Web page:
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Impact of Accessory Auricular Tissue
Hillary E. Jenny, BS, Benjamin B. Massenburg, BA, E. Hope. Weissler, BA, Paymon Sanati-Mehrizy, BA, Peter J. Taub, MD.
Icahn School of Medicine at Mount Sinai, New York, NY, USA.
Accessory auricles are common congenital anomalies that range in severity from an accessory appendage of skin alone to a separate pinna composed of skin, subcutaneous tissue, and cartilage. The management varies from immediate suture ligation or titanium clip to inpatient surgical removal and reconstruction; concern for hearing and vestibular impairment also often leads to additional newborn testing. This study aims to assess the current management in newborns with accessory auricles and the impact this diagnosis has on hospital course and patient outcome.
A retrospective cohort study was performed using the 2000- 2012 Kids' Inpatient Database. Newborns were included if they were delivered by normal vaginal births or Caesarean sections. Interventions included audiovestibular testing during admission and/or excision of the accessory tissue. The impact on the hospital course and the health care system was measured by the total charge to the patient and the length of hospital stay. Patient outcome measurements included a diagnosis of hearing or vestibular dysfunction. Data was analyzed using SPSS v20 software.
Of the 19,638,452 births recorded, an accessory ear was identified in 25,802, a prevalence of 0.13%. The ratio of males to females was 53:47, and 36% were born via Caesarean section. A diagnosis of accessory auricular tissue had no significant effect on total charge to the patient or length of hospital stay. However, 11.8% underwent excision or destruction of the accessory auricle during the post-birth admission (n=3033). Compared to uninvolved newborns, significantly more newborns with accessory auricular tissue also received auditory and vestibular testing (5% vs. 4.2%, p<0.001; 5.5% vs. 5%, p<0.001). A significantly greater proportion of newborns with accessory auricle tissue were diagnosed with nonspecific auditory dysfunction (1.2% vs. 0.5%, p<0.001) and hearing loss (0.09% vs. 0.02%, p<0.001). This represented 0.2% of newborns with accessory auricular tissue who underwent auditory testing, compared with the 0.02% of unaffected children who also underwent auditory testing (p<0.001). No children with accessory auricle tissue were diagnosed with a vestibular dysfunction.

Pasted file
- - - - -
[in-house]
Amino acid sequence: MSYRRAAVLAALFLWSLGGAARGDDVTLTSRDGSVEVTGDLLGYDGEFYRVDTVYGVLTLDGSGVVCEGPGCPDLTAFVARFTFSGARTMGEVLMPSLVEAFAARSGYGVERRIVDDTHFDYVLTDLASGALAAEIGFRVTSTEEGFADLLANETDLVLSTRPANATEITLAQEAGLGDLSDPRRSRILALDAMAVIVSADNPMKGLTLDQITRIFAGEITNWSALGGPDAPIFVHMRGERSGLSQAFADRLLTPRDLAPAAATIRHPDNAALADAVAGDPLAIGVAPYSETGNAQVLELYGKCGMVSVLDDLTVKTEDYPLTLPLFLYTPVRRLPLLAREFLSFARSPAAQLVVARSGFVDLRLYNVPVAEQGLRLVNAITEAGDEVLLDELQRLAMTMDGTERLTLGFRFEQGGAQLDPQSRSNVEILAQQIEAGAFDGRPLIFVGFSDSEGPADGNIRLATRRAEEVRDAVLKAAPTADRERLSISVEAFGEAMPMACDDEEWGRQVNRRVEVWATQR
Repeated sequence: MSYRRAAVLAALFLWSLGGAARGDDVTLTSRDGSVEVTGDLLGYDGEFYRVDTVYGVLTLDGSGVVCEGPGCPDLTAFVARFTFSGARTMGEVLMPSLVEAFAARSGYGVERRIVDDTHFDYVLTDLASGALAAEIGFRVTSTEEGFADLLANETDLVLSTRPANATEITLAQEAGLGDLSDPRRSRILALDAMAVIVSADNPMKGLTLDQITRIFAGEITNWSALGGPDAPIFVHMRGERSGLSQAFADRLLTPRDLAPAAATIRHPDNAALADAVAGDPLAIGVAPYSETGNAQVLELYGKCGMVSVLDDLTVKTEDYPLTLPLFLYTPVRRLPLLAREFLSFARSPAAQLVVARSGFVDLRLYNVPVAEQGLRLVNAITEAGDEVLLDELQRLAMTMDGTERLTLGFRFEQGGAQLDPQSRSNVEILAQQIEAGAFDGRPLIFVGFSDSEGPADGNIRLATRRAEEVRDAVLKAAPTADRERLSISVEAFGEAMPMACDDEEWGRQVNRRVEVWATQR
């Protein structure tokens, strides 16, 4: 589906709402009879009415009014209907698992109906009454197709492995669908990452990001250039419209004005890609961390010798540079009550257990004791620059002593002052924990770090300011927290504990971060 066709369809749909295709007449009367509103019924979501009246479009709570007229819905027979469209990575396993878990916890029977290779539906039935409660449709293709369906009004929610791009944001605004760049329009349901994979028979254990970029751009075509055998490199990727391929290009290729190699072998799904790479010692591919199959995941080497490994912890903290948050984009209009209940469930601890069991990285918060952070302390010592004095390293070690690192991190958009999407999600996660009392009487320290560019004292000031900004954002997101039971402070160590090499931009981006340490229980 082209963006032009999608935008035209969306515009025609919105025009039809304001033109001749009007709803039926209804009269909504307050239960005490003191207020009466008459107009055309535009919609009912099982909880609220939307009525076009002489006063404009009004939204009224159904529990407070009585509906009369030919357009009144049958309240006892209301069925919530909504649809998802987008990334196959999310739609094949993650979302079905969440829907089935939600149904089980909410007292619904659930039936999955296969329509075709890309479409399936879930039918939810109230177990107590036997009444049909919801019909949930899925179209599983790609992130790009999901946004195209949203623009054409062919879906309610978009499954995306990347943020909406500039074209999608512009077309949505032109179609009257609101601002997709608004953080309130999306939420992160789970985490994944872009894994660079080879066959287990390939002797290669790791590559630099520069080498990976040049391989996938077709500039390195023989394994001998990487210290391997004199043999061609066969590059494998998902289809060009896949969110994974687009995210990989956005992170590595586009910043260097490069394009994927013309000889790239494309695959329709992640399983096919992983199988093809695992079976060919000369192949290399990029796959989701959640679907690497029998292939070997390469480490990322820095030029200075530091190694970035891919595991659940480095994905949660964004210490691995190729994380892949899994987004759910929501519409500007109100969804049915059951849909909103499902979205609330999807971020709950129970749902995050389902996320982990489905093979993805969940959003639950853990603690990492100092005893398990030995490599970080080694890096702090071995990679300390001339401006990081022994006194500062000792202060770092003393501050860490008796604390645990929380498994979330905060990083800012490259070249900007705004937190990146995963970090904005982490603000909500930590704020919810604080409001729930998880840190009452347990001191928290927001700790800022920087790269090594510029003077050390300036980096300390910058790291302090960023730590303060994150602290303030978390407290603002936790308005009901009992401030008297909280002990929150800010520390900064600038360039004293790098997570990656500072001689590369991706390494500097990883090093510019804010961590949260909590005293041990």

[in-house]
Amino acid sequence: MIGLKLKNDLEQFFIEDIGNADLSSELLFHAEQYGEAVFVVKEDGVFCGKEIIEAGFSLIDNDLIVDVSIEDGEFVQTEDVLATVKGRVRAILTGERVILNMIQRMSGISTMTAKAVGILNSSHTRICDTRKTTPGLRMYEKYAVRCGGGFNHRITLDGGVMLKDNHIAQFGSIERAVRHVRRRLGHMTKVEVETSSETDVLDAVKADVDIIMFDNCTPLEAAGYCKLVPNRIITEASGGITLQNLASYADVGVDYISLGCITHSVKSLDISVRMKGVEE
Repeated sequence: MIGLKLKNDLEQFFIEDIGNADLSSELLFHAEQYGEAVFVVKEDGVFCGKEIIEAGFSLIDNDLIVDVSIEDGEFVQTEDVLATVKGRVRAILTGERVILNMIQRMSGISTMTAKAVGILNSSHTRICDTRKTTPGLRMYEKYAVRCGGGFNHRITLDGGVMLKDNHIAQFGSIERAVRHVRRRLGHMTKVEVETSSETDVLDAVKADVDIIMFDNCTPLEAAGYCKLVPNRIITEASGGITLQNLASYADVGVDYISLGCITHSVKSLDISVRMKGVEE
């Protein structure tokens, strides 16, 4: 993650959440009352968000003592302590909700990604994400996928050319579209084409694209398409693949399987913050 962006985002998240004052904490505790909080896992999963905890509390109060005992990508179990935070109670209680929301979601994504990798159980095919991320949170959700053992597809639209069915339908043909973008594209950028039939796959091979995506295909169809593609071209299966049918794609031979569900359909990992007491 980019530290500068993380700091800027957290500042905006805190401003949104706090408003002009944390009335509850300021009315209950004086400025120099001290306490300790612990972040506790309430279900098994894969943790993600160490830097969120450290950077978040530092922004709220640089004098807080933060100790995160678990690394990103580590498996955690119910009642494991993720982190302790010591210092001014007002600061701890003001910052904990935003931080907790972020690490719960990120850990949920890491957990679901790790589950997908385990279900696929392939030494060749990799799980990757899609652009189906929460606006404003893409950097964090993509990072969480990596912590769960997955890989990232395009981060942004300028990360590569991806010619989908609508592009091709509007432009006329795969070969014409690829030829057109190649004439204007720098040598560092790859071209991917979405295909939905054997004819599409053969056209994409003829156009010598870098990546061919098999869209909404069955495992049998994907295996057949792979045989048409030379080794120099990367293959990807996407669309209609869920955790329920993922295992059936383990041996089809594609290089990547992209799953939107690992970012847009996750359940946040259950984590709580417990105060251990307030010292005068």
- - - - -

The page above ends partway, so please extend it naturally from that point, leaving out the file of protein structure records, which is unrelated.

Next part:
Accessory auricular tissue is a common deformity that leads to significantly more frequent auditory and vestibular function testing during a neonate's birth admission, despite having no effect on total charge and length of hospital stay. Almost 1 in 8 newborns underwent definitive management during the birth-admission rather than delaying and utilizing an outpatient option. In addition, more newborns with accessory auricular tissue were diagnosed with nonspecific auditory dysfunction as well as hearing loss. Because a greater proportion of screened neonates were diagnosed with auditory impairment than in the unaffected population, the increased frequency of diagnosis is also not likely to be simply due to lead-time bias. However, despite the increased rate of vestibular screening in newborns with accessory auricular tissue, none of them were diagnosed with vestibular dysfunction, bringing into question the necessity of vestibular function testing in newborns with accessory auricular tissue.
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